mvp test

This article is an excerpt from the Shortform book guide to "Black Box Thinking" by Matthew Syed. Shortform has the world's best summaries and analyses of books you should be reading.

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What is an MVP test? How does an organization use the MVP test to improve?

An MVP test is a way to test out a product by building out a prototype or stripped-down version of the product and then gathering feedback to act upon. The author of Black Box Thinking uses the minimum viable product test as an example of how learning-oriented institutions grow from failure.

Keep reading to find out how lean startups use MVP tests to gather feedback.

MVP Tests Embrace Failure

With a failure-embracing mindset in place, you need a system that makes use of failure. Syed argues that this system is the bottom-up method. In other words, scientists, lean startups, and athletic organizations all iterate to develop theories, products, and skills.

Succeeding with this strategy isn’t easy—you have to fail, fail, and fail some more. It takes tenacity, humility, and ambition to slowly adapt your creation according to what actually works.

(Shortform note: Ryan Holiday argues in The Obstacle Is The Way that to make it in our complex, uncertain world, we need to cultivate a deep resilience to hardship. You can do so by resolving to achieve some goal no matter what, and sticking to that commitment at all costs. Repeatedly sticking to your commitments builds long-term resilience into your character. Similarly, Nassim Nicholas Taleb argues in Antifragile that we ought to become not resilient, but antifragile—rather than merely enduring stress, use it to grow ever stronger. Both individuals and organizations can take hardships as lessons to learn—similarly to how muscles grow through the minor injuries of exercise.)

Iterate Minimum Viable Products

Syed gives one key example of the iterative process in business: the minimum viable product (MVP test). To navigate the unpredictable marketplace, lean startups test out their ideas using stripped-down versions of the potential end products

  1. Test out your ideas by building an MVP test, and see what happens. Imagine that a startup founder wants to create a new social platform that emphasizes empathetic conversation and tight-knit social groups. To test this idea, she could mock up a video that demonstrates how these features would work.
  2. Launching an MVP test gets you feedback—whether people are interested and, if so, what they do and don’t like about your product. After launching her video, the founder might find that only some social groups are interested, but they have concerns about whether or not social media is right for a deeper connection.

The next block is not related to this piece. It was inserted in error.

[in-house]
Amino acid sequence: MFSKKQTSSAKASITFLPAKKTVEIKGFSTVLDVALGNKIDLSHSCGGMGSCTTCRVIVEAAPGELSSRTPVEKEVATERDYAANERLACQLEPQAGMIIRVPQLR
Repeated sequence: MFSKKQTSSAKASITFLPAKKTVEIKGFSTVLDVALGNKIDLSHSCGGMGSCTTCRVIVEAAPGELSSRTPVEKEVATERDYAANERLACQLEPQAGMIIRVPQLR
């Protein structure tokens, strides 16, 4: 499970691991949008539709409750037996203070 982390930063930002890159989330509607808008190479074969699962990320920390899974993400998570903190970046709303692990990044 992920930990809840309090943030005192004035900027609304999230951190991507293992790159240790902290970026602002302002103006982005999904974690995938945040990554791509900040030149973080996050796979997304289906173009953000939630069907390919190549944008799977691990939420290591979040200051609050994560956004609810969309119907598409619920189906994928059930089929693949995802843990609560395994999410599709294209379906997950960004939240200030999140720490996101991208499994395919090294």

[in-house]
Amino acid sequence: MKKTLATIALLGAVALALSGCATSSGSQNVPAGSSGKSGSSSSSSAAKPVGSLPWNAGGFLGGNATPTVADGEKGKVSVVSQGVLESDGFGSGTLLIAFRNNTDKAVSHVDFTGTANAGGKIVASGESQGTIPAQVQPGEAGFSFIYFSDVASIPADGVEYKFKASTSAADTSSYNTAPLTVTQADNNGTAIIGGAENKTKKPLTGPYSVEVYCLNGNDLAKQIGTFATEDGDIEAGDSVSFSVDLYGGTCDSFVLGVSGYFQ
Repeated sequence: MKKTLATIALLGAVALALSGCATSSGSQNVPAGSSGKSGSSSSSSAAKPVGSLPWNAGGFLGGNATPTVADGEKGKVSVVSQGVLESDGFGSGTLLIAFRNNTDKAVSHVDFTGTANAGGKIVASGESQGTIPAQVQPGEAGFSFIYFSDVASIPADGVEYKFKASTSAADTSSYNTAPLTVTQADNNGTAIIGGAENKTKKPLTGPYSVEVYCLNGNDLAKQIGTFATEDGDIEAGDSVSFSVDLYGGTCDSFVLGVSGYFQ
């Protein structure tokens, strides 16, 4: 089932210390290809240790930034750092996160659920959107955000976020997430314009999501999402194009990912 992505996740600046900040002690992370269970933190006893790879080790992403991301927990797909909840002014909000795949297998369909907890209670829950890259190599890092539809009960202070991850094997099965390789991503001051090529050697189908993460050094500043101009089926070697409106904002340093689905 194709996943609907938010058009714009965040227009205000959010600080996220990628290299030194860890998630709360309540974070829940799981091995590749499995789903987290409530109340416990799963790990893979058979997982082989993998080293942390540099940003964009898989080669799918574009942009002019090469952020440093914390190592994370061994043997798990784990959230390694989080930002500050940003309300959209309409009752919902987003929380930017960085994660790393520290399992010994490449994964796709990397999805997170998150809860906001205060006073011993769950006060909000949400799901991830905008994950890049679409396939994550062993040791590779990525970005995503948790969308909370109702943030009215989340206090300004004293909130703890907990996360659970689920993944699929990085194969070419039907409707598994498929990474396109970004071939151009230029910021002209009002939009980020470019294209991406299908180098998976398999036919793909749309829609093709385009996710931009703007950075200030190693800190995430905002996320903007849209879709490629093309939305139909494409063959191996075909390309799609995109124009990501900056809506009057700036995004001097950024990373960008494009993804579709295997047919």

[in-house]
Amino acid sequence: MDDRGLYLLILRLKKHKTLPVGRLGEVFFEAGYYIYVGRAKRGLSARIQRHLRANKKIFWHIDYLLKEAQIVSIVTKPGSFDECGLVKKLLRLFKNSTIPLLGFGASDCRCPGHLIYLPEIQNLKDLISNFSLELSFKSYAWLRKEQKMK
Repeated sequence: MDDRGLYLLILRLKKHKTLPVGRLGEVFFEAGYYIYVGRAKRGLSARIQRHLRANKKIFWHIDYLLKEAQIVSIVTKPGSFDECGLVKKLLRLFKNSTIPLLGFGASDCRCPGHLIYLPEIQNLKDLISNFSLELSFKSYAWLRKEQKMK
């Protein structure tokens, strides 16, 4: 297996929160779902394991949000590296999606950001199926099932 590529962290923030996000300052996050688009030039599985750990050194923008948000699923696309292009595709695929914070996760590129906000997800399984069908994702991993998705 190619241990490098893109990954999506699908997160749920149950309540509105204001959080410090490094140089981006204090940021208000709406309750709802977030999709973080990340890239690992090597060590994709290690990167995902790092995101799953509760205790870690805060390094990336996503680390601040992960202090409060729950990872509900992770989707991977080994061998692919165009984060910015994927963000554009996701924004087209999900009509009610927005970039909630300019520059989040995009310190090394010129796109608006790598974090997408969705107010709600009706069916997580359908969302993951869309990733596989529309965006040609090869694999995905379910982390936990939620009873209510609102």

3. Adjust to that feedback—the founder’s idea found little support, but she’s only sunk a little time and money into the MVP test—as opposed to a great deal of time and money into a full-blown product. Now she can decide whether to explore other options. She’s learned what won’t work and can take her ideas in a new direction. 
Test Internally to Validate Ideas

While jumping right to action can work, it’s often better to test ideas internally before seeking customer feedback via an MVP test. In Inspired, Marty Cagan explains that a software product idea should pass four tests before your company invests in it:

1. Value: A product must provide significant value that customers can’t find elsewhere. Test for a market niche by launching a web page that appears to offer the product idea but leads to an interest form. If many customers click through, that’s a good sign.
2. Usability: If your product is easy to pick up and use, it’s more likely to succeed. Recruit potential users via email, set them up with a prototype of your product, and take note on how they instinctively use it.
3. Feasibility: If your team can realistically build the product, it’s feasible. To test this, simply have your engineers build enough of the project that they’re confident they could finish it (or, build a complete prototype).
4. Viability: When your team agrees that the product will be profitable, it’s viable. Focus on finance and leadership—if you can’t afford it, or it doesn’t fit your business strategy, the product might flop.

While you can’t ensure 100% certainty about these factors, you can separate a good deal of chaff from the wheat. This way, you avoid investing in ideas that you haven’t validated and improve your chances of success. Further, be sure to tap the whole team’s expertise—a software engineer can speak to product feasibility, but the CEO will better understand whether an idea fits the company’s mission and strategy. 
The MVP Test: How Lean Startups Learn From Failure

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Like what you just read? Read the rest of the world's best book summary and analysis of Matthew Syed's "Black Box Thinking" at Shortform .

Here's what you'll find in our full Black Box Thinking summary :

  • How an organization’s culture and systems either promote or prevent learning
  • The steps for learning from failure in our complex world
  • How to shift mindsets around failure to promote a learning-oriented institution

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